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Chromium picolinate supplement benefits and dosages

What you need to know about the benefits of a chromium supplement, and whether there are any side effects.

Sophie Medlin
Head of Nutritional Research
February 17, 2020
4 min read

Relatively little is known about chromium as a dietary supplement. The research is still recent, but we’ve made great progress in the last couple of decades. In this article, we’ll look at what we know about the benefits and uses of a chromium picolinate supplement, and whether there are any side effects.

What is chromium picolinate?

Chromium picolinate is the most commonly used chromium compound used in supplements. Other compounds, like chromium chloride do exist, but have a lower absorption rate. Since 2001, chromium been designated an essential trace mineral, but as humans can’t generate it in the body, we need to get it from outside sources, like our diet.

When researching chromium, it’s important to draw a distinction between the two main types. Trivalent chromium is the form that appears in food and supplements, whereas hexavalent chromium is completely different—a byproduct from industrial processes, and not something you’ll find in any supplement on the market.

Should I take a chromium picolinate supplement?

The nutrient reference value (NRV) for chromium picolinate is 40mcg per day. The Heights Smart Supplement contains 100mcg (equal to 10 cups of broccoli or a 9lb turkey breast) so 250% of the NRV. That way there’s no danger of not getting enough.

Which foods contain chromium?

While only ever appearing in small quantities, a lot of foods contain some level of chromium. The precise quantities are hard to standardise, as they are affected by variable levels of chromium in the soil (or in animal products, in the livestock’s diet). However, foods generally considered good sources of chromium include:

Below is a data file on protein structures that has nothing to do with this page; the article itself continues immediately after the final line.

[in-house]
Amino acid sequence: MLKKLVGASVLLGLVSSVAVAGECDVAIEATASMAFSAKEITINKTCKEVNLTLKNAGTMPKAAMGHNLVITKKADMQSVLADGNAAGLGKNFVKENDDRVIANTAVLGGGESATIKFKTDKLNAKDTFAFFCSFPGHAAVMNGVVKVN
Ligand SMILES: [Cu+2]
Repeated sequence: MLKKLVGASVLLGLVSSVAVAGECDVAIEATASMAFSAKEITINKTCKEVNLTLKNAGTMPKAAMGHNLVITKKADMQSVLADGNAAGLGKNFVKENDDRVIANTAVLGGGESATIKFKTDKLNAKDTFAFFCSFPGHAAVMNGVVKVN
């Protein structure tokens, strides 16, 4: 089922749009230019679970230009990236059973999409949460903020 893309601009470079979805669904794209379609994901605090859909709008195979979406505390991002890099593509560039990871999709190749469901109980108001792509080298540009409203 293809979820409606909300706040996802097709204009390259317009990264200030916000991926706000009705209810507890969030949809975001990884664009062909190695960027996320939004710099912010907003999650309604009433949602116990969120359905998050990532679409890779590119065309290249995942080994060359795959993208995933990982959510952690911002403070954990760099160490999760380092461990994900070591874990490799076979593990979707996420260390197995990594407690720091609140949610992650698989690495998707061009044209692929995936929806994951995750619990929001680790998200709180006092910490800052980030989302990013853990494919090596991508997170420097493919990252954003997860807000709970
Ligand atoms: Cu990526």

• Meat

  • Fruit juices

  • Whole grains

  • Green vegetables

The benefits of a chromium picolinate supplement

Study into the benefits of chromium is still fairly young, so there is a lot of ongoing research. While there is still debate over the exact effects of chromium, there are signs that it might help with:

  • Improving energy utilisation from food

  • Regulating blood sugar levels

  • DNA synthesis

  • Alleviating symptoms of depression

  • Suppressing binge-eating impulses

What are the symptoms of a chromium deficiency?

Chromium picolinate deficiencies are extremely rare in healthy people, so there is little consensus about what the symptoms of a deficiency might be. Several studies in the late 20th century suggested that a chromium deficiency might lead to adverse effects like hyperglycaemia, glucose intolerance, or confusion, but there is not enough evidence to confirm that this is the case.

Are there any chromium picolinate side effects?

There aren’t any known side effects to high chromium intakes from food or supplements. That means that health authorities haven’t designated an upper limit (although the NHS suggests over 10mg—the equivalent of 200 Heights capsules—a day might be excessive), and we can pack a lot of it into the Smart Supplement.

How we use chromium in the Smart Supplement

We've formulated the Heights Smart Supplement with chromium picolinate, the chromium compound with the best absorption, so that your brain gets all the benefits. You can be sure that:

  • Each dose contains 250% of the NRV for chromium.

  • Our chromium picolinate is pure and quality-tested.

  • Everything is manufactured in small batches.

  • It meets many common dietary and lifestyle practices: It's gluten-free, 100% plant-based, allergen-free and contains absolutely zero GMOs, contaminants, fillers or colourants.

Our formula

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Evidence

Here’s a handful of relevant scientific studies on chromium.

  • Davidson, J. R., Abraham, K., Connor, K. M., & McLeod, M. N. (2003). Effectiveness of chromium in atypical depression: a placebo-controlled trial. Biological psychiatry, 53(3), 261-264.

  • McLeod, M. N., & Golden, R. N. (1999). Chromium potentiation of antidepressant pharmacotherapy for dysthymic disorder in 5 patients. The Journal of clinical psychiatry, 60(4), 237-240.

We also used these sources when writing this article:

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